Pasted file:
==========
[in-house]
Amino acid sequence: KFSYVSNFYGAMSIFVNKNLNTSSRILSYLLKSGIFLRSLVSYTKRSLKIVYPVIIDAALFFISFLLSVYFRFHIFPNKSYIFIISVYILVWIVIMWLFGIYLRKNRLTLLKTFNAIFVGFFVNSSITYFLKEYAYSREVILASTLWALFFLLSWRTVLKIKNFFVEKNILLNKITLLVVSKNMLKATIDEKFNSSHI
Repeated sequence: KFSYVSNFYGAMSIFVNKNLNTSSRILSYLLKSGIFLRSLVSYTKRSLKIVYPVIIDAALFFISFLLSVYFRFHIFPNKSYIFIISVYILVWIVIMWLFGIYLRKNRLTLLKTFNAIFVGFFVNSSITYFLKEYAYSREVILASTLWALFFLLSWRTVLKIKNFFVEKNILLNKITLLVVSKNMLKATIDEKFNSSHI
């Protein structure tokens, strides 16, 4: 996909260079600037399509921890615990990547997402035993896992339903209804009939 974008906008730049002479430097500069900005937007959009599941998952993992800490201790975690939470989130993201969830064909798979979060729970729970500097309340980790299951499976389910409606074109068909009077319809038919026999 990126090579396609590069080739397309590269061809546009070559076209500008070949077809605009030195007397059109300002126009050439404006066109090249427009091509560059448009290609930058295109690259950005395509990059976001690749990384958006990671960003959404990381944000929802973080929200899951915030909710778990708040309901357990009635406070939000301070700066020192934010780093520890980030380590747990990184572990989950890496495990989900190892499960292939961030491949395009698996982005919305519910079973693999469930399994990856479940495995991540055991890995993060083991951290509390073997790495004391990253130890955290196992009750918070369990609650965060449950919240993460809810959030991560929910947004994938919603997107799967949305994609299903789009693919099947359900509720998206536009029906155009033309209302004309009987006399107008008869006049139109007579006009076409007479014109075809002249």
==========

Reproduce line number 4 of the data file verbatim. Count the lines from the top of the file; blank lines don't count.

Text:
């Protein structure tokens, strides 16, 4: 996909260079600037399509921890615990990547997402035993896992339903209804009939 974008906008730049002479430097500069900005937007959009599941998952993992800490201790975690939470989130993201969830064909798979979060729970729970500097309340980790299951499976389910409606074109068909009077319809038919026999 990126090579396609590069080739397309590269061809546009070559076209500008070949077809605009030195007397059109300002126009050439404006066109090249427009091509560059448009290609930058295109690259950005395509990059976001690749990384958006990671960003959404990381944000929802973080929200899951915030909710778990708040309901357990009635406070939000301070700066020192934010780093520890980030380590747990990184572990989950890496495990989900190892499960292939961030491949395009698996982005919305519910079973693999469930399994990856479940495995991540055991890995993060083991951290509390073997790495004391990253130890955290196992009750918070369990609650965060449950919240993460809810959030991560929910947004994938919603997107799967949305994609299903789009693919099947359900509720998206536009029906155009033309209302004309009987006399107008008869006049139109007579006009076409007479014109075809002249």